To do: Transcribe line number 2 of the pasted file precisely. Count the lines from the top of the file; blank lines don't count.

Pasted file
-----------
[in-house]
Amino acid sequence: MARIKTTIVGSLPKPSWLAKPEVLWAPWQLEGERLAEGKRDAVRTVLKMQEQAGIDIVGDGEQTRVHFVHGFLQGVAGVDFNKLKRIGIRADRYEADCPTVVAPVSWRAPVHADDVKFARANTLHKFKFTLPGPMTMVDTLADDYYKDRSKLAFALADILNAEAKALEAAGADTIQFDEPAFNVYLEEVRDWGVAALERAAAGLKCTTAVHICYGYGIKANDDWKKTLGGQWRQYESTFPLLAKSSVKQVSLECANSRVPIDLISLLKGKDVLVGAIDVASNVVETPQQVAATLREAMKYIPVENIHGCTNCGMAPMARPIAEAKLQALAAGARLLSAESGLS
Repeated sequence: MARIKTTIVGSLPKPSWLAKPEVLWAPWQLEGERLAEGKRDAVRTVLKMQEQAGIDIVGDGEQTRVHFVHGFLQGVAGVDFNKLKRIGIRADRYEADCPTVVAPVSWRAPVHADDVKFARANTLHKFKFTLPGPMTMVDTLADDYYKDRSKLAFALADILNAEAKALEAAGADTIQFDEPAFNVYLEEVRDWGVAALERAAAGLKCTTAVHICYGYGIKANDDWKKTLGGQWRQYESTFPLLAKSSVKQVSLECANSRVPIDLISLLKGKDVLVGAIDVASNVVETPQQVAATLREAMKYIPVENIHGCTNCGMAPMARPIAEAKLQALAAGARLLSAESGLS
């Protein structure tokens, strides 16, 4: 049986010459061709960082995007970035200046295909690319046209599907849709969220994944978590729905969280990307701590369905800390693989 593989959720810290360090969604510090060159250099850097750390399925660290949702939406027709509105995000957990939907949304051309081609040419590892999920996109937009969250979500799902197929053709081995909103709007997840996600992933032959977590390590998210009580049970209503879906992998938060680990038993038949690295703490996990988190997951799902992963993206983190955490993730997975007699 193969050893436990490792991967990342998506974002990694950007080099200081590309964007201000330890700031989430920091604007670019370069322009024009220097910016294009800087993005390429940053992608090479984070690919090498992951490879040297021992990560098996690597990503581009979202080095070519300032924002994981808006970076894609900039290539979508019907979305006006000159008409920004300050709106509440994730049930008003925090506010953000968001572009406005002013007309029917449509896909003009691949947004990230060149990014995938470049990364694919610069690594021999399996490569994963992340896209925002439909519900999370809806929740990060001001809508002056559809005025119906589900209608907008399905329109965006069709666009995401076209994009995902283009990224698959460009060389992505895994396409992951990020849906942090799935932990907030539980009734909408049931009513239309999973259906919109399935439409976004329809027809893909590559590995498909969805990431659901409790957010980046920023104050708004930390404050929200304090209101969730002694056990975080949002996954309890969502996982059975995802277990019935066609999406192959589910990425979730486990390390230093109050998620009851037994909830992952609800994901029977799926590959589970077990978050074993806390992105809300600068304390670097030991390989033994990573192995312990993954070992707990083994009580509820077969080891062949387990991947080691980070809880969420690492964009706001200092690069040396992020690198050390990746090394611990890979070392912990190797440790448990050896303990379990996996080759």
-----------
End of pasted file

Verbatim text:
Amino acid sequence: MARIKTTIVGSLPKPSWLAKPEVLWAPWQLEGERLAEGKRDAVRTVLKMQEQAGIDIVGDGEQTRVHFVHGFLQGVAGVDFNKLKRIGIRADRYEADCPTVVAPVSWRAPVHADDVKFARANTLHKFKFTLPGPMTMVDTLADDYYKDRSKLAFALADILNAEAKALEAAGADTIQFDEPAFNVYLEEVRDWGVAALERAAAGLKCTTAVHICYGYGIKANDDWKKTLGGQWRQYESTFPLLAKSSVKQVSLECANSRVPIDLISLLKGKDVLVGAIDVASNVVETPQQVAATLREAMKYIPVENIHGCTNCGMAPMARPIAEAKLQALAAGARLLSAESGLS